A Web crawler, sometimes called a spider, is an Internet bot that systematically browses the World Wide Web, typically for the purpose of Web indexing (web spidering). Web search engines and some other sites use Web crawling
Web crawling
or spidering software to update their web content or indices of others sites' web content. Web crawlers copy pages for processing by a search engine which indexes the downloaded pages so users can search more efficiently. Crawlers consume resources on visited systems and often visit sites without approval. Issues of schedule, load, and "politeness" come into play when large collections of pages are accessed. Mechanisms exist for public sites not wishing to be crawled to make this known to the crawling agent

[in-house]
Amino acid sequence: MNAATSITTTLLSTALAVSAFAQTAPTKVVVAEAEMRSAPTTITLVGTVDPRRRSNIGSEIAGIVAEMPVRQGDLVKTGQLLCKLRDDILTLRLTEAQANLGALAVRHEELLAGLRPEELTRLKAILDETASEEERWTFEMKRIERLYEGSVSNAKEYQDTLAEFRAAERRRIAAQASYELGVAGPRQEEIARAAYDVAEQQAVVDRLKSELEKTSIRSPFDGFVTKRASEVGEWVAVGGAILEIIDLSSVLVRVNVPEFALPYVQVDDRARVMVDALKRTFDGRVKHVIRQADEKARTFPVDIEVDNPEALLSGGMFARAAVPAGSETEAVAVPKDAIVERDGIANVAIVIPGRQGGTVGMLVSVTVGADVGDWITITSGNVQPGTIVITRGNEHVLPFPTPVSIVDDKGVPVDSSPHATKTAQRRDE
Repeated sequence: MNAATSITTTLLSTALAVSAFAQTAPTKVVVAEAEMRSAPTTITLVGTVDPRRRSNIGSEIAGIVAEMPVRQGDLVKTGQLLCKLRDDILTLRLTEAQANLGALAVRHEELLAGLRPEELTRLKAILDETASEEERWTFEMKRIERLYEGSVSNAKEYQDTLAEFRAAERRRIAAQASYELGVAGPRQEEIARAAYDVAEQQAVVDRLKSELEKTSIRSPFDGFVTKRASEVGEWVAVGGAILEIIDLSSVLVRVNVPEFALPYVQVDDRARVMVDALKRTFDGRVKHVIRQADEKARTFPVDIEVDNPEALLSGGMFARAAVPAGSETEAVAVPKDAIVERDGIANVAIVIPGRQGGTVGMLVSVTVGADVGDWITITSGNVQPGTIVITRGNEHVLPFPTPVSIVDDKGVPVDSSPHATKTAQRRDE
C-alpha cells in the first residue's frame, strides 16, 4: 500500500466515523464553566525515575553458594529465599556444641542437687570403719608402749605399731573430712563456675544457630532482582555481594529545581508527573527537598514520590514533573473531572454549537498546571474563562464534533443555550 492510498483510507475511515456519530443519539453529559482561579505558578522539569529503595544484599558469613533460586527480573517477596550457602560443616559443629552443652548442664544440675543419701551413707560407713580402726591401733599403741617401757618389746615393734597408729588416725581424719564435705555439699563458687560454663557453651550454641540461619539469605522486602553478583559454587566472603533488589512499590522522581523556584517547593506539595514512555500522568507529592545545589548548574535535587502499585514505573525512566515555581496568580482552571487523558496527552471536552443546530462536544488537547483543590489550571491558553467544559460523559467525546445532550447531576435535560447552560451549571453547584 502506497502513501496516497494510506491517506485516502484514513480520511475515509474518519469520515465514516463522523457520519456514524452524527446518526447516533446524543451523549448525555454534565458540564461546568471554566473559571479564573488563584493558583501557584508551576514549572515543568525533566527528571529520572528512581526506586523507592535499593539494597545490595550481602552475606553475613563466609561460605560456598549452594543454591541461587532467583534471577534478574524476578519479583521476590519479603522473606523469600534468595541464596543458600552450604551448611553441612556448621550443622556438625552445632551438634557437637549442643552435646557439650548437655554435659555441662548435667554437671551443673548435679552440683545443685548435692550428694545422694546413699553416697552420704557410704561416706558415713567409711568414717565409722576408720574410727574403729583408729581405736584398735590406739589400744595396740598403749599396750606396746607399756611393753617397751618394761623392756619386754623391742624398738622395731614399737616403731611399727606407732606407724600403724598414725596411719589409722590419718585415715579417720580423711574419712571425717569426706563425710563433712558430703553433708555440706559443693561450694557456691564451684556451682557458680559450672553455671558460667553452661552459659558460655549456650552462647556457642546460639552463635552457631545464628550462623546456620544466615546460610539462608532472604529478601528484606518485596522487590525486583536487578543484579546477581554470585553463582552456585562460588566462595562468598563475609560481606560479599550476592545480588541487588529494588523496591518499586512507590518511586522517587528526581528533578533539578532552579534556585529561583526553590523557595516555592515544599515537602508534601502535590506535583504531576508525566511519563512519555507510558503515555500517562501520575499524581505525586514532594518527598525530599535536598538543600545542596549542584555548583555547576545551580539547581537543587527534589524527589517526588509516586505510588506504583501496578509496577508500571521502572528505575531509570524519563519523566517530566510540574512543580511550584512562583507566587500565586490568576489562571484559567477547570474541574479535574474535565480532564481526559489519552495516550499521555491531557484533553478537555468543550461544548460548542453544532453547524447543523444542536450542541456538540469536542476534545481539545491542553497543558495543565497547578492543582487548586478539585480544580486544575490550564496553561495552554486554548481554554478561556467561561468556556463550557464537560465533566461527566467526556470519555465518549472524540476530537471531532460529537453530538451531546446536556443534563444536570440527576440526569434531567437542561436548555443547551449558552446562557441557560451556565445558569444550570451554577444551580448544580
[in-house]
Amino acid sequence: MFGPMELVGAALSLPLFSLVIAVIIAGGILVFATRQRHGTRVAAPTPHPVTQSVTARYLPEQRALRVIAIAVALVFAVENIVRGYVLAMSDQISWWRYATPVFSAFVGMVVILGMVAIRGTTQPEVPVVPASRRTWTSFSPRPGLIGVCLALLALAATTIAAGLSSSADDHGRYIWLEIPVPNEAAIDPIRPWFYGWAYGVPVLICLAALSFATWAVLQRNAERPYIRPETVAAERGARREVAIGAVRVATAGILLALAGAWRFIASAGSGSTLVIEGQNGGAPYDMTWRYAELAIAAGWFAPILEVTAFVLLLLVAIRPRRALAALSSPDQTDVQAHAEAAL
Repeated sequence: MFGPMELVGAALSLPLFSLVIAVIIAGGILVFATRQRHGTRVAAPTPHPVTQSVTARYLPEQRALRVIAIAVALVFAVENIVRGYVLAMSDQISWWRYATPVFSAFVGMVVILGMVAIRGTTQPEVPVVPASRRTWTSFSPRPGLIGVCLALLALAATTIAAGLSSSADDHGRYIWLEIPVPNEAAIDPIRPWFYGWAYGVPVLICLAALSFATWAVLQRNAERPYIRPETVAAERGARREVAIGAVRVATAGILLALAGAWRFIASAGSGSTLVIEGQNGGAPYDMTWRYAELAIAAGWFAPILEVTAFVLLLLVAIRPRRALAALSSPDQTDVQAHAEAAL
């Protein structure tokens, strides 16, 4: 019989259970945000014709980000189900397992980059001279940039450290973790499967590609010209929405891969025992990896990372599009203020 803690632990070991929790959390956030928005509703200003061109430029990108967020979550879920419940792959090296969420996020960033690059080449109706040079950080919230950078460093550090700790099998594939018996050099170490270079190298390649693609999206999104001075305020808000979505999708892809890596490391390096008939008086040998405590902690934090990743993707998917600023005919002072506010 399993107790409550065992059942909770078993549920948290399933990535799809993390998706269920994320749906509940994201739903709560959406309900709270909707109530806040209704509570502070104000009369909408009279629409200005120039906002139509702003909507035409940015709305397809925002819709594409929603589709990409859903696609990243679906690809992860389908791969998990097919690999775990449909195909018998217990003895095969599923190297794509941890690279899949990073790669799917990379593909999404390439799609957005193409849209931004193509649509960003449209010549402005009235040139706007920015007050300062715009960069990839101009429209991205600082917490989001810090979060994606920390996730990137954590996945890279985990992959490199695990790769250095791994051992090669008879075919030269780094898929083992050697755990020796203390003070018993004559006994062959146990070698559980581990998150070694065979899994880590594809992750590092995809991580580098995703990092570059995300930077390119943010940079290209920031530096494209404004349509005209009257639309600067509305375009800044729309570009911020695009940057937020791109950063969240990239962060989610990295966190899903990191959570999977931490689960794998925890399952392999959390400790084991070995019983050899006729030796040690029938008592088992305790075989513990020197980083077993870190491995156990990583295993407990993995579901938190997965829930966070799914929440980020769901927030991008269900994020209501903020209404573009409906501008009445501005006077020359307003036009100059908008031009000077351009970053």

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Link Rot
Link rot (or linkrot) is the process by which hyperlinks on individual websites or the Internet
Internet
in general point to web pages, servers or other resources that have become permanently unavailable. The phrase also describes the effects of failing to update out-of-date web pages that clutter search engine results. Research[1][2] shows that the half-life of a random webpage is two years.Contents1 Terminology 2 Causes 3 Prevalence 4 Discovering 5 Combating5.1 Authoring 5.2 Server side 5.3 User side 5.4 Web archiving6 See also 7 Further reading7.1 Link rot on the Web 7.2 In academic literature 7.3 In digital libraries8 References 9 External linksTerminology[edit] Link rot is also called "link death", "link breaking" or "reference rot". A link that does not work any more is called a "broken link", "dead link", or "dangling link"